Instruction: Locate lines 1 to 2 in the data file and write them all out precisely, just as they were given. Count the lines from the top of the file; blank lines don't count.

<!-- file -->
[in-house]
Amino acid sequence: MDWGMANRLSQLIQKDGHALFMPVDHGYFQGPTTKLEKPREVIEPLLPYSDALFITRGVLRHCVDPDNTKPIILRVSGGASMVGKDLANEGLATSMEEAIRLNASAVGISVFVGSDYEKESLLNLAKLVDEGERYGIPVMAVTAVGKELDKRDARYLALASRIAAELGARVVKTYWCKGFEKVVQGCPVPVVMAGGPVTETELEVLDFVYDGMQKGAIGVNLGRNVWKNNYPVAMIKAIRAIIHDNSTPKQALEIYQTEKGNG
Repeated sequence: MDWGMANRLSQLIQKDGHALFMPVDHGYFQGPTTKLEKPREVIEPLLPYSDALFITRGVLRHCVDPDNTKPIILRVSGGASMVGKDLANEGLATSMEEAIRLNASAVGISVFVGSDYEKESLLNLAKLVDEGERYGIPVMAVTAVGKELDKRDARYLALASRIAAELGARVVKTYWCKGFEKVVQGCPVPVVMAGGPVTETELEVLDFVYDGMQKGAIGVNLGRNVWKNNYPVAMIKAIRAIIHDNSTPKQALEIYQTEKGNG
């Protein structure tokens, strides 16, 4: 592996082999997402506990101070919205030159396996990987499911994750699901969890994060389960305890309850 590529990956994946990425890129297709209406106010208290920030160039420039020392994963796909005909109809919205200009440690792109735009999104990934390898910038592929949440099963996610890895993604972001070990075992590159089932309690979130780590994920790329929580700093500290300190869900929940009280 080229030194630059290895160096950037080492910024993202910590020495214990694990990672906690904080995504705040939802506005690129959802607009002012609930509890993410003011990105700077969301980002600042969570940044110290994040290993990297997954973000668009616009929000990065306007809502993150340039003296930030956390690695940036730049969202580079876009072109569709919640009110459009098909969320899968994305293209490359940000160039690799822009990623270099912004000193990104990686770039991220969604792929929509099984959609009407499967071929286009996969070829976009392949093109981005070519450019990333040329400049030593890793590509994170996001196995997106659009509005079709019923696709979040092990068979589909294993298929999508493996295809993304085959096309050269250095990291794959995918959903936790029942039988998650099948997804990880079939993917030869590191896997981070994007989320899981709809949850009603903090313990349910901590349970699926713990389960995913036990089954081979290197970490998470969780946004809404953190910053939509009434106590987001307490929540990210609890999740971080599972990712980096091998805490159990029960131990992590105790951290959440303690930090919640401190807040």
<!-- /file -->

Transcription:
[in-house]
Amino acid sequence: MDWGMANRLSQLIQKDGHALFMPVDHGYFQGPTTKLEKPREVIEPLLPYSDALFITRGVLRHCVDPDNTKPIILRVSGGASMVGKDLANEGLATSMEEAIRLNASAVGISVFVGSDYEKESLLNLAKLVDEGERYGIPVMAVTAVGKELDKRDARYLALASRIAAELGARVVKTYWCKGFEKVVQGCPVPVVMAGGPVTETELEVLDFVYDGMQKGAIGVNLGRNVWKNNYPVAMIKAIRAIIHDNSTPKQALEIYQTEKGNG